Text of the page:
Singapore shares ease as investors fret over drop in Chinese imports data

Singapore shares fell on Monday, partly due to an announcement from China they day before that its imports fell by 19.7 per cent in January, the largest drop in five years. -- PHOTO: REUTERS
Singapore shares fell on Monday, partly due to an announcement from China they day before that its imports fell by 19.7 per cent in January, the largest drop in five years. -- PHOTO: REUTERS

SINGAPORE - Local stocks fell on Monday after disappointing economic data out from China, fears over the Greek debt woes and market worries over a potentially earlier interest rate hike in the United States.

The benchmark Straits Times Index (STI) dropped 13.3 points or 0.4 per cent to 3,418.02.

Sentiment was downbeat after China announced on Sunday that its imports fell by 19.7 per cent in January, the largest drop in five years.

Slowing growth in the world's second largest economy due to lower commodity prices and declining domestic demand cast a pall on exporters and companies with high exposure to China.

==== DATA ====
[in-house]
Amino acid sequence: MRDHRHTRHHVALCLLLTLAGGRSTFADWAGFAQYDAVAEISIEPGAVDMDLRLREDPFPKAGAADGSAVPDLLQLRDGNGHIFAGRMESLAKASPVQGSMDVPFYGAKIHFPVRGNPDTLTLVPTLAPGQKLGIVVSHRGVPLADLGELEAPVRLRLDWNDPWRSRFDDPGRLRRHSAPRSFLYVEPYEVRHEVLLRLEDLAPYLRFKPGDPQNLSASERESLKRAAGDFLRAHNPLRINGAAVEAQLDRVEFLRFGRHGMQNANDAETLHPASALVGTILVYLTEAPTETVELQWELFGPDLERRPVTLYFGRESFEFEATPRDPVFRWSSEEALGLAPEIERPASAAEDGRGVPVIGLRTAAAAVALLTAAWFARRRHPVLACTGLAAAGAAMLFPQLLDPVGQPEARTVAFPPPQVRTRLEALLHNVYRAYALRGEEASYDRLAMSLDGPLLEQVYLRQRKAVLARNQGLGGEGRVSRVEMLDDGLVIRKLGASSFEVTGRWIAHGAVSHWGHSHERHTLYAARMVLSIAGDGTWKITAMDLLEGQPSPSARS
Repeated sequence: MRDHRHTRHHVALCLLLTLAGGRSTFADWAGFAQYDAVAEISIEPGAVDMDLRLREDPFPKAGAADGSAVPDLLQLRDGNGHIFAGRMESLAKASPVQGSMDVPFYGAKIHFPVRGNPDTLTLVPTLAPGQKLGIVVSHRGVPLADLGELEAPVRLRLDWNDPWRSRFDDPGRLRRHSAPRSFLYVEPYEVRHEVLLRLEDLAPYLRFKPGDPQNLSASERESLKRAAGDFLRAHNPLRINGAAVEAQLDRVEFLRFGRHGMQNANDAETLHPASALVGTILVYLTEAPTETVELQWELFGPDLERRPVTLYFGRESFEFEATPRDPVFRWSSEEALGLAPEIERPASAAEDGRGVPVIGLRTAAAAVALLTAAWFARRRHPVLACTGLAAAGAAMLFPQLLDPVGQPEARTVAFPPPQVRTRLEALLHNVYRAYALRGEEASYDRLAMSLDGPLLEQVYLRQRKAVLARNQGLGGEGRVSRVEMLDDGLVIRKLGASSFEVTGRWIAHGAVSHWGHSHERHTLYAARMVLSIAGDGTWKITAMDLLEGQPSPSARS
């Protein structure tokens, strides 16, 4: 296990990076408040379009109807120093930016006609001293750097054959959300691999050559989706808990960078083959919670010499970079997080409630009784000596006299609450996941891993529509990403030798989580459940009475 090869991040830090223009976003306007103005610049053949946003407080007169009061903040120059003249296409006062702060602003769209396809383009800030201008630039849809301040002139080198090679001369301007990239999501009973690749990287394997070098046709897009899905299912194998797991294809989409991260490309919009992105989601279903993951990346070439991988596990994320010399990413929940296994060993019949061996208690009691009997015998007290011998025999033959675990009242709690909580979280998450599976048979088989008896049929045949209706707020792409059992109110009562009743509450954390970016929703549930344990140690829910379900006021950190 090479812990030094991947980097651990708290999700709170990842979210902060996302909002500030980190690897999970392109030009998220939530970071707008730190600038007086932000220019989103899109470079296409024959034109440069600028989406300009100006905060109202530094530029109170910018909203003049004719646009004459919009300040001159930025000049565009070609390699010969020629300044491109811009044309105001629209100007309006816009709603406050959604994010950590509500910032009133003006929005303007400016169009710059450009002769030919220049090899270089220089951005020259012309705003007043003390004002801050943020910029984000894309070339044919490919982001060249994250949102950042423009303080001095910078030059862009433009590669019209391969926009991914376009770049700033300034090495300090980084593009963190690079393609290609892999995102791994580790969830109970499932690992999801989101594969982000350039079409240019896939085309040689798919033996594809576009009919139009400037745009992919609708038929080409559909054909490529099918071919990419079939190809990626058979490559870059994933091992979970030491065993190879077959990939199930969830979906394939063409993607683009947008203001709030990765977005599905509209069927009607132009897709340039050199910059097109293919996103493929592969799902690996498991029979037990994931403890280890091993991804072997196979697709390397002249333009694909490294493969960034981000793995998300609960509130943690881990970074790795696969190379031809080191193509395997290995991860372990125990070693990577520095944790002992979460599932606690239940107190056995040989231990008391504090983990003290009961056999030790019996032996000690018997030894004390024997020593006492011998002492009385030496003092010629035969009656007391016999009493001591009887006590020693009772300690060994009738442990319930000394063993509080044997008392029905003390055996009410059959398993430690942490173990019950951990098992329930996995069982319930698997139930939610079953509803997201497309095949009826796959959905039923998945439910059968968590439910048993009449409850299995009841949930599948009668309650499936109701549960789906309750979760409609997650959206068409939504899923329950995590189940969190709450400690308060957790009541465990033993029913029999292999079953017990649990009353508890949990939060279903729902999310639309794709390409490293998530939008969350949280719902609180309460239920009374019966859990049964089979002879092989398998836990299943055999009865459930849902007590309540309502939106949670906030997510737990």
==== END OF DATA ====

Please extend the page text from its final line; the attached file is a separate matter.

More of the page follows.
Greece also weighed on markets after its newly elected Prime Minister Alexis Tsipras gave a defiant speech in parliament on Sunday rejecting a current bailout deal.

The country could run out of money by the end of this month, leading to a default of its debt and even exit from the eurozone if no new deal is reached.

An emergency meeting of the eurozone's finance ministers on the Greek situation will be held on Wednesday.

A better-than-expected jobs report out of the US on Friday raised the possibility of an earlier interest rate hike, with analysts worried that the expected timetable could be moved forward from the second half this year.

Asian bourses had mixed performances, with Tokyo up by 0.4 per cent after the yen weakened against the US dollar on the strong jobs report.

Shanghai also rose 0.6 per cent on hopes the Chinese government would do more to stimulate growth while Hong Kong dropped 0.6 per cent and Seoul lost 0.4 per cent.